Les Esprits Frétillants
Nadeige Choplet's first solo show, titled "Feeble Force," reveals a poetic and witty sensibility obsessed by reproductive imagery and fascinated by the improbability of life. I first saw her work this past spring in the diploma exhibition at the Ecole nationale des Beaux-Arts, and there, as here, the most prominent work was the room-filling Les Esprits frétillants (Wriggling Spirits). Consisting of 14 large-scale plaster spermatozoa (almost 70 inches each), the piece is installed in varying ways depending on the environment in which the "creatures" are set loose. Streaming up a stairwell into the spectator's space before circling towards the ceiling, these "spirits" animate the gallery as a sort of womb and reduce the spectator to an infinitesimal speck amidst a stream of potential life. The shift in scale conveys the artist's whimsical delight in the unlikeliness of birth, which allows only one sperm of very, very many to hit its mark. "The probability of our actually being alive is even less than our chance of winning the lotto," she says.
Le Boulier (The Abacus) offers a more suggestive enumeration of the architectonics of the living organism. In the form of an abacus of roughly human dimensions, the standing sculpture features 88 ceramic spermatozoa hanging by their heads on ten thin metal rods. Capable of counting into the billions, the abacus here serves as an armature for both micro- and macroscopic metaphors of the biological world -- ranging from the mapping of individual genetic profiles to censusing the globe's ever-expanding population.
The appearance of a scientific, taxonomic study of identity brings to mind Damien Hirst's medicine cabinet pieces -- though Choplet's emphasis on hand-made craft is in distinct contrast to the cool impersonality of Hirst's commercial cases. Another Choplet sculpture, Homage à Loeuwerllek, consists of seven large wax-cast spermatozoa; the forms of these variously headed sperm are derived from a 17th-century treatise by Loeuwerllek, the first man to view such generative wonders of the miniature world. One of these sperm forms served as the mold for La Vitrine (1996), a delicate, almost translucent paper cast which was displayed in broken parts in a vitrine. Bearing a formal relationship to the work of Kiki Smith (whose own horde of glass sperms was famously reproduced on the cover of Art in America in 1990), the piece seems to be the precious remains of a now-departed being captured in the controlled environment reserved for rare museum objects. Both etymological and paleontological in form, the object and its integral display case beg for inclusion in a natural history museum or a cabinet of curiosities.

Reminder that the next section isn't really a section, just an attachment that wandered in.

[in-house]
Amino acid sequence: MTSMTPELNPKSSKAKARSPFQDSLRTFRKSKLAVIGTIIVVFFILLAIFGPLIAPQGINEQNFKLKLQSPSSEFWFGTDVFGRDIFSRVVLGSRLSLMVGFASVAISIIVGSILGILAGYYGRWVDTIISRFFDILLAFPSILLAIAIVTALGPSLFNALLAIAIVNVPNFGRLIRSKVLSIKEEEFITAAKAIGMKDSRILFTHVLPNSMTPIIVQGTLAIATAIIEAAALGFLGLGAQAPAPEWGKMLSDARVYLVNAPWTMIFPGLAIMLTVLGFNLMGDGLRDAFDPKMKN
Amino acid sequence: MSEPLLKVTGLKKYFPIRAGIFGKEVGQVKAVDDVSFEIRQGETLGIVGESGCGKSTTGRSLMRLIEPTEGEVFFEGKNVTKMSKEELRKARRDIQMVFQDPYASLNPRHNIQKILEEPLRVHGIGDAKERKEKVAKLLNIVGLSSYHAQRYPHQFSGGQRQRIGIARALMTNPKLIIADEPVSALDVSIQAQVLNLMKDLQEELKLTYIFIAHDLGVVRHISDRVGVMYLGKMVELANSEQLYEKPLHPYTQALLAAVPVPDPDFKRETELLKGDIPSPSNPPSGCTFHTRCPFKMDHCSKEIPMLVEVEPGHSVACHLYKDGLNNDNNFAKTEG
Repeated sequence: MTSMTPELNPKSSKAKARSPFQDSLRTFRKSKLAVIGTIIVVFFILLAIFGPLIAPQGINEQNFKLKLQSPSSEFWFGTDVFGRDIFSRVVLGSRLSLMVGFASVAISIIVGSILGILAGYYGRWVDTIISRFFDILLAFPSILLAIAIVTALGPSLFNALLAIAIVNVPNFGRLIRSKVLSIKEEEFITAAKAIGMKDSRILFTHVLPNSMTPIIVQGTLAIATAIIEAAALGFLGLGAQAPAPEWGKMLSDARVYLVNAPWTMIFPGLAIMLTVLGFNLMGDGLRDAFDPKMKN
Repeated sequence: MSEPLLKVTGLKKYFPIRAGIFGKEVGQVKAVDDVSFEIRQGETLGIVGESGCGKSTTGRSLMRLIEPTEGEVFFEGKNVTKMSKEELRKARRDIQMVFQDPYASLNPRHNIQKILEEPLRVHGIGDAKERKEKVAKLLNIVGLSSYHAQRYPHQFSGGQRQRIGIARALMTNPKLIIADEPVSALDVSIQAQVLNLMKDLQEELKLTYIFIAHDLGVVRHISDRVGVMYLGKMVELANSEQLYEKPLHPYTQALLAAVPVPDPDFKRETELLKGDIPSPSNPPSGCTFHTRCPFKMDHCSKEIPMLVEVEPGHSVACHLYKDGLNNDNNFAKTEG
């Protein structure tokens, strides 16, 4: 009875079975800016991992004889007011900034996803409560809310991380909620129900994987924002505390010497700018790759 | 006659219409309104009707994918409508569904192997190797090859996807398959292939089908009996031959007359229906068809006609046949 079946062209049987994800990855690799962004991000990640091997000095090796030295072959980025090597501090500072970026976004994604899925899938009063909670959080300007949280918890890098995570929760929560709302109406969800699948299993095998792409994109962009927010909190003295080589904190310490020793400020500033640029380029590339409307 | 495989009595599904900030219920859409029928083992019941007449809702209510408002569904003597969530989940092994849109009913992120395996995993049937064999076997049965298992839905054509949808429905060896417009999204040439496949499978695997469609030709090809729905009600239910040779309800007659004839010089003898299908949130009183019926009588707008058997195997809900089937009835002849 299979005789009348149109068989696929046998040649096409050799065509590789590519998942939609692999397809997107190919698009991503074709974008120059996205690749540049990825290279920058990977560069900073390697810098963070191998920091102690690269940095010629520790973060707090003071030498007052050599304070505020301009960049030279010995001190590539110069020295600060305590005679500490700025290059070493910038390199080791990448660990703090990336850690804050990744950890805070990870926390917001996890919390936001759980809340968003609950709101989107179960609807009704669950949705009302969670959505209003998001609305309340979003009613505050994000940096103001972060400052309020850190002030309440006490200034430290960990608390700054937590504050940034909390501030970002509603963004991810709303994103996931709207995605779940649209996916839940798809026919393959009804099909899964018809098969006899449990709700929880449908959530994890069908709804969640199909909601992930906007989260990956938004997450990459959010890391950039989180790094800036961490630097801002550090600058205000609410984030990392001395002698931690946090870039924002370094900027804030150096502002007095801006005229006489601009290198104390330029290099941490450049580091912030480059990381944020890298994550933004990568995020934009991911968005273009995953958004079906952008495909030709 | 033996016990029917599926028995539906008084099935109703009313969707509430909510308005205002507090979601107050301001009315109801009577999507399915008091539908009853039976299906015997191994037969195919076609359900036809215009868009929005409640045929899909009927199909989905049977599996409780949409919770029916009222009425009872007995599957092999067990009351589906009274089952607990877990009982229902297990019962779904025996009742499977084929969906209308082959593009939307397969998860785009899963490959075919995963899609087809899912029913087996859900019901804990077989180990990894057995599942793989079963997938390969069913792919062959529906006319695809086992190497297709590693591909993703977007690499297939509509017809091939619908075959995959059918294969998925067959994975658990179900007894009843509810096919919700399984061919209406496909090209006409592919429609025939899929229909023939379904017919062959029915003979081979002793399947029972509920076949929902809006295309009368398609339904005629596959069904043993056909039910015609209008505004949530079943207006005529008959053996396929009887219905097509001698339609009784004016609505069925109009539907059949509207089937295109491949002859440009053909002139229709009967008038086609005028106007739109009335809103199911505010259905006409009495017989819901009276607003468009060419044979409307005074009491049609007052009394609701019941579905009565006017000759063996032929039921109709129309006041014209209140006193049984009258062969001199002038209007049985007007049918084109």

In conversation the artist noted the differences in the regulation and documentation of sperm-bank donations in France and the U.S., where she had recently spent a year on a Fulbright Fellowship in New York (and where she first worked in ceramics). Choplet remarked on the extent of the information provided for American sperm bank clients (IQ, occupation, appearance, etc.). In France, by contrast, such documentation is limited to skin color, and "donations" are just that -- non-remunerated. The kind of genetic planning made possible by more extensive documentation suggested to Choplet a form of social engineering in which the less desirable (or simply imperfect) would be pushed aside.
References to such engineering mechanics can be found in the ready-made form of Choplet's abacus, as the central counters on each rod contrast in color. Here, the glistening, craquelure-ridden white sperms and the seemingly less fragile (and less plentiful) matte black ones lend an unexpected political dimension to the work. There is, however, a tongue-in-cheek aspect to this elegant combination of minimalist regularity and ancient utility: while the work as a whole is anthropomorphic in scale, each of the dangling sperms is roughly "hand-sized," a proportional relation explicitly intended by the artist.
Recent untitled sculptures recalling the male and female reproductive organs are more baroque and quirky. The shiny, glazed, green male form consists of a stamen-like shaft crowned by a royal red velvet ball from which descends two Slinky-like, metallic elements; at the end of each of these is a hinged green testicle-egg split in two -- disconcerting and eccentric, like a plant from an alternatively evolved world.
The female half of the unlikely couple is a contrasting matte green on the outside and covered with globules, flower-like in some areas, like green Cheerios in others. Intensely interested in materials and their combinations, Choplet acquired lamb's wool directly from the Queens Zoo in order to fashion the bright-green, cotton-candyish "ovaries" of the female form. In the center of the piece, an hourglass-shaped stainless steel element defines the upper and lower regions of the female organ, lending to the whole assemblage the uncanny appearance of a headless fashion victim of the 19th century, too tightly corseted and bulgingly curvaceous. Despite its whimsical surface growths, the matte female form appears less self-promotional than its shiny male companion. Only from behind through a split in the long "skirt" of the female construction does one glimpse the slippery glaze of a vegetal interior corresponding to the male member's slick outer surface.
Though Choplet's strongest work derives from a narrow range of subject matter long familiar to contemporary art, her variations of scale, material and reference demonstrate an impressive depth of imagination and control.
Nadeige Choplet, "Feeble Force," July 3-Sept. 7, 1997, at Galerie Claude Samuel, 69, avenue Daumesnil 75012 Paris.
J. MARTIN HILL is a Ph.D. fellow at the Metropolitan Museum of Art and a doctoral candidate at the Institute of Fine Arts.